For many rereaders, the habit started in childhood. Helen DeWitt, whose most recent novel is “Lightning Rods,” provided a list of nearly 100 books she regularly rereads, but said it all began with just one series — the Nancy Drew mysteries. Similarly, Patti Smith started her rereading when she was just a kid. “I have always reread,” she said. “I read ‘The 500 Hats of Bartholomew Cubbins’ by Dr. Seuss over and over. And I read it to my siblings.” When Dale Peck was 10, he moved to a Kansas wilderness with no public library. “One summer,” he said, “my stepmother brought a box of books from her parents’ attic to our house containing ‘Valley of the Dolls’ and ‘Peyton Place,’ both of which I read over and over.” Bharati Mukherjee, author of the novel “Miss New India,” reread Louisa May Alcott’s oeuvre a half-dozen times when she was 9. (At the same age, she said, she began writing a novel about three child detectives; it remains unfinished.)
Like any reader, writers may discover after rereading that a book has transformed from a sexy college date into a louse. “I remembered loving Henry James’s ‘Portrait of a Lady’ when I studied it for my Ph.D. comps,” Mukherjee said. “This summer I tried to reread it. I soon abandoned the book, screaming, ‘Enough complex interiority, just give me a couple of big head-butting scenes!’ ” Siddhartha Deb, author of “The Beautiful and the Damned: A Portrait of the New India,” had a kind of older-and-wiser experience with “The Great Gatsby,” which he first read at Columbia University. “I had a vague sense that it might me tell me something about America,” he said. “I reread it hence and found that almost everything it had to say to me was about contemporary India.”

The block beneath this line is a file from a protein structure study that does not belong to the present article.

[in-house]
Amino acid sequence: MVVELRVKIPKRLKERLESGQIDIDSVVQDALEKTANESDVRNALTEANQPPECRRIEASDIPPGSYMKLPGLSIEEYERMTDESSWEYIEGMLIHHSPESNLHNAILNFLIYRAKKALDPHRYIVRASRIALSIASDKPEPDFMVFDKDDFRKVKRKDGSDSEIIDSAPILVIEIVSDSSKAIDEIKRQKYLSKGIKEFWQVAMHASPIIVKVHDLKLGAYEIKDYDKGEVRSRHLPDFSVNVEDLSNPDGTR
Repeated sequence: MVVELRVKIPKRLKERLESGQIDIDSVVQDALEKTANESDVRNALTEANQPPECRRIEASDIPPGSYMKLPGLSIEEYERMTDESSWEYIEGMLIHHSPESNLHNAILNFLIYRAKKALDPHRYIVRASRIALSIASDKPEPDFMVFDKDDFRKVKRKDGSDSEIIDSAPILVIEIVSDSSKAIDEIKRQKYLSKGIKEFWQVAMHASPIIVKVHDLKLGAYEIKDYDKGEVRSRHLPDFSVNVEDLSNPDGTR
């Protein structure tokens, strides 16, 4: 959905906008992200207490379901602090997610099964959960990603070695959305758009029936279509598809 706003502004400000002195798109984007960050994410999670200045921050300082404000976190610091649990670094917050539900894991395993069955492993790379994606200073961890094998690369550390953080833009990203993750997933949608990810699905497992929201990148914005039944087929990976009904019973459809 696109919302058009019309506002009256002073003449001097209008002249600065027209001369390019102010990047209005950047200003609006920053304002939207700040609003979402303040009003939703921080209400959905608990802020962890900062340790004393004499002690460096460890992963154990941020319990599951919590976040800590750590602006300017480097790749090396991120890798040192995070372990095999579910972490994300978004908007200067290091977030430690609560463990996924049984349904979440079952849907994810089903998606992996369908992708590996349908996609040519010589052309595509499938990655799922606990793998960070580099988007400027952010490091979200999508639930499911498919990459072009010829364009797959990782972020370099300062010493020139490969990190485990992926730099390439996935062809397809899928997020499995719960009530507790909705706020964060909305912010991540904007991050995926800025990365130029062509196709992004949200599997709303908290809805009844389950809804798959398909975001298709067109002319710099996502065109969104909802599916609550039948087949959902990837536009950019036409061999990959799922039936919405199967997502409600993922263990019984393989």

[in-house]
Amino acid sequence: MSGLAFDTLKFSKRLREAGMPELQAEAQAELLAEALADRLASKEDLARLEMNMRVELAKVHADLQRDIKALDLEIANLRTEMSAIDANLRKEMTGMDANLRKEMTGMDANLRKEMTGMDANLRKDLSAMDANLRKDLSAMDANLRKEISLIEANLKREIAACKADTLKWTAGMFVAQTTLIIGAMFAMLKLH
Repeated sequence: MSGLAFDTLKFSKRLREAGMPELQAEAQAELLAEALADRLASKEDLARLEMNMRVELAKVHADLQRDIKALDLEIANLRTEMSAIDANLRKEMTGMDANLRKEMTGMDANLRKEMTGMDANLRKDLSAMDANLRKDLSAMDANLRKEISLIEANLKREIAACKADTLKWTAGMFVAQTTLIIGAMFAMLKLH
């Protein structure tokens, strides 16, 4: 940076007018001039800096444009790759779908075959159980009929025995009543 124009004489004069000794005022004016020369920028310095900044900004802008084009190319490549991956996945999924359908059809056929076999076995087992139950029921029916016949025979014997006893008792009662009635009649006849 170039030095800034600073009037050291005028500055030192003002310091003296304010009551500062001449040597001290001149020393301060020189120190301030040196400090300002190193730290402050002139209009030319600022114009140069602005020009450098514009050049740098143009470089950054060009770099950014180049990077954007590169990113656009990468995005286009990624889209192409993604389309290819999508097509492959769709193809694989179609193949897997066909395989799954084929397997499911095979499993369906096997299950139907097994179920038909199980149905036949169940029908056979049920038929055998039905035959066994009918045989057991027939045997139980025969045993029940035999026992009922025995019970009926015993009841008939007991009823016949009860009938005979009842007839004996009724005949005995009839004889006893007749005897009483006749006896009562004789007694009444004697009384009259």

There are motives to reread that are unique to writers. The biographer and novelist Edmund White sums up one of the more touching ones: “I reread in order to remind myself how good you have to be in order to be any good at all.”
The novelist Madison Smartt Bell rereads the fiction of both Mary Gaitskill and Robert Stone the way one architect might appreciate another’s blueprints. “Both Gaitskill and Stone have a lapidary realism,” he said. “You can climb inside their stories and walk around seeing objects more exactly. It’s like a three-dimensional place, instead of an illusion. Most writers just give you one surface.” Ben Marcus, whose novel “The Flame Alphabet” will be published in January, pores over Kafka’s diaries as thoroughly as a C.I.A. psychologist: “It’s a way to spy into Kafka’s workshop. His fiction is perfectly enigmatic, yet his diaries contain transparent subject matter presented more casually than his fiction, revealing the atmosphere that preoccupied the mysterious writer.”